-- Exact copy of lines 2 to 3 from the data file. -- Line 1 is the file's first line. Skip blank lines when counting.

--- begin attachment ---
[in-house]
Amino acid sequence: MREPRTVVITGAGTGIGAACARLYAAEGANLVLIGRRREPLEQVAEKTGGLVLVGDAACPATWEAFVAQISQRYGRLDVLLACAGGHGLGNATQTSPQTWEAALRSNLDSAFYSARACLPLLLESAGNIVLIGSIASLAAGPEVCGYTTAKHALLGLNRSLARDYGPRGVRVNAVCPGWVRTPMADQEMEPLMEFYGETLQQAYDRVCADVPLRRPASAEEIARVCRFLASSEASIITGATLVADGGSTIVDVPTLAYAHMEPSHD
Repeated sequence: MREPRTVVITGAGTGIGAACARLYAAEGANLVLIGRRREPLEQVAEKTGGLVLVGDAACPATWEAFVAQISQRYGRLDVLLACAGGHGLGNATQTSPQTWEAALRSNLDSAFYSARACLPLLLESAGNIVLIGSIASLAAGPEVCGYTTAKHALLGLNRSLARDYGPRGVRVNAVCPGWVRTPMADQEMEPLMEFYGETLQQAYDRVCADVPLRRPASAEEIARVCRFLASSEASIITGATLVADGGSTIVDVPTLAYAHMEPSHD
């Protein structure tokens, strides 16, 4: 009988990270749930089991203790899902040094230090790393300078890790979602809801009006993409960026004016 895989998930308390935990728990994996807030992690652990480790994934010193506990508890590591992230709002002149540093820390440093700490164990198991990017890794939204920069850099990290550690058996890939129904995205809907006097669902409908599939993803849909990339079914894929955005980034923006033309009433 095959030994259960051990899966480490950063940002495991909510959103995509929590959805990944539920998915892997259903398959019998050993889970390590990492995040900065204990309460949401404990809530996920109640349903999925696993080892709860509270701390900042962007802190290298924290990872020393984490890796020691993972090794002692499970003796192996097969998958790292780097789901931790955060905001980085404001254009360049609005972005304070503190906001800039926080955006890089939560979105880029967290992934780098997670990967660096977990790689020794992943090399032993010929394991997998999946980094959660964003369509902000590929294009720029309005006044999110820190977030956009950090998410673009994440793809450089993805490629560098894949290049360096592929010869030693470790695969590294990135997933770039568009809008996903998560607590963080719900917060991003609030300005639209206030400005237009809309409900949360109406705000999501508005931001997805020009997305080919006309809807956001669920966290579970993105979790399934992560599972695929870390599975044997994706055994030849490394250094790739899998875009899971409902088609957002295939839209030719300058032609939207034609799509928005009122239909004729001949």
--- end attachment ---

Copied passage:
Amino acid sequence: MREPRTVVITGAGTGIGAACARLYAAEGANLVLIGRRREPLEQVAEKTGGLVLVGDAACPATWEAFVAQISQRYGRLDVLLACAGGHGLGNATQTSPQTWEAALRSNLDSAFYSARACLPLLLESAGNIVLIGSIASLAAGPEVCGYTTAKHALLGLNRSLARDYGPRGVRVNAVCPGWVRTPMADQEMEPLMEFYGETLQQAYDRVCADVPLRRPASAEEIARVCRFLASSEASIITGATLVADGGSTIVDVPTLAYAHMEPSHD
Repeated sequence: MREPRTVVITGAGTGIGAACARLYAAEGANLVLIGRRREPLEQVAEKTGGLVLVGDAACPATWEAFVAQISQRYGRLDVLLACAGGHGLGNATQTSPQTWEAALRSNLDSAFYSARACLPLLLESAGNIVLIGSIASLAAGPEVCGYTTAKHALLGLNRSLARDYGPRGVRVNAVCPGWVRTPMADQEMEPLMEFYGETLQQAYDRVCADVPLRRPASAEEIARVCRFLASSEASIITGATLVADGGSTIVDVPTLAYAHMEPSHD